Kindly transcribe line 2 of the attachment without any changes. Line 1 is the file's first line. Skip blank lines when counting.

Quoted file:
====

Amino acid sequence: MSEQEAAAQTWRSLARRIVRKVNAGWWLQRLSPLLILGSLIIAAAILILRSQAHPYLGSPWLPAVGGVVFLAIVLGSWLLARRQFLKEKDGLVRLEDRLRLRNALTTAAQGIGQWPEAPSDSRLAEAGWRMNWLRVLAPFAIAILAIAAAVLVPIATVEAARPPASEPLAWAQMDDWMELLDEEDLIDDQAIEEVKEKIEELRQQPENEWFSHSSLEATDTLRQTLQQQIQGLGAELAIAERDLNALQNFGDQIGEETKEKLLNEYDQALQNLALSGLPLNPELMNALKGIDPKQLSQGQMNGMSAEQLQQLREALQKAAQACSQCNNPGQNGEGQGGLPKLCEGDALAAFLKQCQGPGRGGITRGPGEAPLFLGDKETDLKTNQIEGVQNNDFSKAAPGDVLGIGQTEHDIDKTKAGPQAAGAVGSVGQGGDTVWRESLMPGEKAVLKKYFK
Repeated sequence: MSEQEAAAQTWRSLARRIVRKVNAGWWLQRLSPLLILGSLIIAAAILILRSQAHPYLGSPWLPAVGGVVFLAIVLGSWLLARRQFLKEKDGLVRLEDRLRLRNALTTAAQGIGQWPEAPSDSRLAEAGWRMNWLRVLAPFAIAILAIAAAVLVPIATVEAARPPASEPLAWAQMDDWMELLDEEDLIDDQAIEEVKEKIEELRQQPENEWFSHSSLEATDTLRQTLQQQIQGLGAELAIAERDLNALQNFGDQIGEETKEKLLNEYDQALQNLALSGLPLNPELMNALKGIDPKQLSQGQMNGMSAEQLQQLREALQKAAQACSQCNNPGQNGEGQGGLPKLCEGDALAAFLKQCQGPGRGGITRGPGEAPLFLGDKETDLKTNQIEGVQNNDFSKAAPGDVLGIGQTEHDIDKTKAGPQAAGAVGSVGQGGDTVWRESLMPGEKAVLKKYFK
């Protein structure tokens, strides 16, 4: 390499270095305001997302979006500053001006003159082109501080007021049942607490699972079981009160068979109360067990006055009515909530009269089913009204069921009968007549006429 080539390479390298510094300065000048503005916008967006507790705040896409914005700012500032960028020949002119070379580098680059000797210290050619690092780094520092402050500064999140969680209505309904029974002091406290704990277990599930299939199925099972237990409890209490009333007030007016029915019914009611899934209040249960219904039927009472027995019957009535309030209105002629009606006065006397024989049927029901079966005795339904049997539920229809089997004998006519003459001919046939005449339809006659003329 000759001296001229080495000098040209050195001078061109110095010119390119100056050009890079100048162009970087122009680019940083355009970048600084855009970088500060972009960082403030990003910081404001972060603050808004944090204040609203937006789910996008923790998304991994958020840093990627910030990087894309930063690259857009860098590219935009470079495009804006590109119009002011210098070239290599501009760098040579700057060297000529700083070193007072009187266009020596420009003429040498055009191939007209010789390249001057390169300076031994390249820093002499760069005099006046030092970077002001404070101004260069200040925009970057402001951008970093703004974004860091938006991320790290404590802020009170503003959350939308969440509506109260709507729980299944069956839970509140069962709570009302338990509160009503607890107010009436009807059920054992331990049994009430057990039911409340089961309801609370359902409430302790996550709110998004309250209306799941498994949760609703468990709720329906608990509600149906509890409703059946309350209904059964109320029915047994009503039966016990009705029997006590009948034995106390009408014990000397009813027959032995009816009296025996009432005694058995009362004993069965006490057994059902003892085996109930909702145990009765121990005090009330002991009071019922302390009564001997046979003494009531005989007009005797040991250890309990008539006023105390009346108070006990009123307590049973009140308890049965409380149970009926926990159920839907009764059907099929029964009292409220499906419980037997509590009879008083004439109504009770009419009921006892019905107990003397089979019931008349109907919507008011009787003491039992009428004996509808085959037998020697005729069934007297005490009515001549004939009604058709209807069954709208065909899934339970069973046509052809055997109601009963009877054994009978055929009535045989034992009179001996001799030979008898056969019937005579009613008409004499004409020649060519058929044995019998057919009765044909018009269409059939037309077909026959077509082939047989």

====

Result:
Repeated sequence: MSEQEAAAQTWRSLARRIVRKVNAGWWLQRLSPLLILGSLIIAAAILILRSQAHPYLGSPWLPAVGGVVFLAIVLGSWLLARRQFLKEKDGLVRLEDRLRLRNALTTAAQGIGQWPEAPSDSRLAEAGWRMNWLRVLAPFAIAILAIAAAVLVPIATVEAARPPASEPLAWAQMDDWMELLDEEDLIDDQAIEEVKEKIEELRQQPENEWFSHSSLEATDTLRQTLQQQIQGLGAELAIAERDLNALQNFGDQIGEETKEKLLNEYDQALQNLALSGLPLNPELMNALKGIDPKQLSQGQMNGMSAEQLQQLREALQKAAQACSQCNNPGQNGEGQGGLPKLCEGDALAAFLKQCQGPGRGGITRGPGEAPLFLGDKETDLKTNQIEGVQNNDFSKAAPGDVLGIGQTEHDIDKTKAGPQAAGAVGSVGQGGDTVWRESLMPGEKAVLKKYFK